Before teaching you how to touch up paint on the walls, ceilings and woodwork in your home, it's important to note that the success of a touch-up job depends on many factors - from the surface to the finish to the application technique.
Generally, a flat paint finish is the easiest to touch up, and the higher the paint sheen (the glossier the paint), the more difficult it is (if not impossible) to touch it up without leaving a visible spot.
But even on flat paint touched-up areas may show for many reasons, as you can see below.
In addition to these, you should know that some products (formulations) and some colors (especially deep base colors) are very difficult to touch up and there is nothing you can do about it.
keep in mind that low flat ceilings and side walls with a source
of light at the end show touched up areas as blotchy spots with a
different texture - because of that unfortunate lighting and viewing
But it also depends on how picky you are about the final result - what's a sloppy mess and unacceptable to one homeowner is a perfectly fine job to another.
Touching up is unpredictable business, and sometimes the only way to touch up an area invisibly is to repaint the entire wall corner to corner.
But it doesn't hurt to try, so here's how to touch up paint the right way:
1. Repair the damage
If the surface is damaged, you need to repair it before touching up -
don't count on paint alone to camouflage the problems, and you really
don't need another reason for your touch ups to stand out.
So first, patch any holes, dents or deep scratches with compound.
Then, when the patches are completely dry, sand them until perfectly smooth before proceeding with primer or paint.
Remember that you can't sand them once they are painted, and will have to live with the rough/bumpy spots or start over if you forget or ignore this step.
2. Prime the repairs
All spackled areas should always be primed before painting, because if you paint right over them, the paint may not stick properly and will flake or peel off (especially if the paint has a sheen).
Another possibility is, the paint will soak into the patch and look like a dull blotch compared to the rest of the finish.
Just adding another coat of paint
will not solve this problem and may even create another - the same dull
spot but now with a paint buildup around it.
To avoid this mess, apply a thin coat (to avoid creating texture or buildup) of drywall primer to all repaired spots.
You can use a mini foam roller (because it has the lightest coverage and finest finish) for sealing larger areas, or an aerosol primer when you need to target small spots, or need it to dry faster.
Also, always prime any greasy stains, ink and crayon
(for that you'll need an oil-based stain-blocking primer) and rust
(using a special rust-blocking primer) - otherwise the stains will
reappear within days.
3. Touch up the paint
First of all, stir the leftover paint really well and strain it if needed.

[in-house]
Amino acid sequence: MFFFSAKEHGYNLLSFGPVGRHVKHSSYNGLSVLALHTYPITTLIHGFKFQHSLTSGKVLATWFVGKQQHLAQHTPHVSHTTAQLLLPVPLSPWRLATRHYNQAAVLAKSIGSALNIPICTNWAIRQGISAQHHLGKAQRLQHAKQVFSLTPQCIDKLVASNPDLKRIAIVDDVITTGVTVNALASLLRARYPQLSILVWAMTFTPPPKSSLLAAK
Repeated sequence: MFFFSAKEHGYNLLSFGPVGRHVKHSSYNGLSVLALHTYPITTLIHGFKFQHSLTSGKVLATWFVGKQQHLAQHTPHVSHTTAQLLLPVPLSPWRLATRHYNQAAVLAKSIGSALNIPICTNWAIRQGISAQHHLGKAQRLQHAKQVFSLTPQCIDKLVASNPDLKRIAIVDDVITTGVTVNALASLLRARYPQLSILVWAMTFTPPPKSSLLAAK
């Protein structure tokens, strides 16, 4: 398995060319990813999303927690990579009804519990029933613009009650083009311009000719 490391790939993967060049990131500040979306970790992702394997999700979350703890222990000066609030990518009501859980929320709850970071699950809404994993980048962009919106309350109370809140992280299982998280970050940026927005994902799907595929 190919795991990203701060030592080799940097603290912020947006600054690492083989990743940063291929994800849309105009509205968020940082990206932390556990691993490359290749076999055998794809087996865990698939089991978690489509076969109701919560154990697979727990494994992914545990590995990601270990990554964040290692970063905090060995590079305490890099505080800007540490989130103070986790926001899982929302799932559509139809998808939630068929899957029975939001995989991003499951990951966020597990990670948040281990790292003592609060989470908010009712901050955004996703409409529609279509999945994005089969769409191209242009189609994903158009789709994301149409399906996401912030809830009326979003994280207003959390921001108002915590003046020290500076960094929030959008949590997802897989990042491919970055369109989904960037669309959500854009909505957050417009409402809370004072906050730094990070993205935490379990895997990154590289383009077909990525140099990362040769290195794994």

Next, make sure you use the original application method - brushing for the areas that were originally painted with a brush, rolling for the areas where the paint was rolled on.
With rollers, try to use the same type that was used originally (foam, short nap, long nap, etc) - this will also help match the original texture and make the touch ups blend in better.
For larger areas, you can use a standard size roller, but for smaller spots a mini-roller (4 1/2" wide or smaller) is best.
And for really tiny scuffs on the walls where using a paint roller is not justified, try dipping a small, blunt-end artist's brush (or a Q-tip) into the paint and dabbing it on the worn spots - this will imitate the texture of a roller and help the new paint blend in.
Also, do not load the brush or roller with paint - when doing touch-ups, less is more. Your goal is to feather out the edges of a touch-up area, and you can always add more paint or apply a second coat if you need to.
The best technique is to cover the roller with paint, then run it on a grid to work the paint evenly into the nap and get rid of any excess (and of course, wipe off any excess paint when using a brush).
Then, apply the roller/brush right in the middle of the area that needs painting and work from the center out, trying to blend the new paint into the old one.
Once the paint is dry, you may need to add a little more to any spots that were not covered well - for that, use a small blunt brush and pounce it on the spots to add some extra paint just where you need it (another coat with a roller may build up too much paint on the areas that don't need it).
Woodwork is usually easier to touch up invisibly because the surfaces are smaller (and not as much in your face as walls), more detailed (making imperfections less visible) and the wood grain texture is just more forgiving.
The most important thing here is to make sure you use the same exact
paint that was originally used - not just any semi-gloss white - because
not all whites are the same!
Another key is to brush the doors and trim that were brushed, and roll those that were rolled, to match the existing texture.
For the most invisible results on doors, it's better to repaint the entire plank or panel that has marks/scuffs (seam to seam or edge to edge - not just spot touch ups).
doors might need to be repainted top to bottom - they are almost impossible to touch
up invisibly because of the single plane (which doesn't have any place to stop, and the glossy paint finish will show
And of course, just like with walls and ceilings, prime any serious stains before painting and try to feather out the edges as best you can.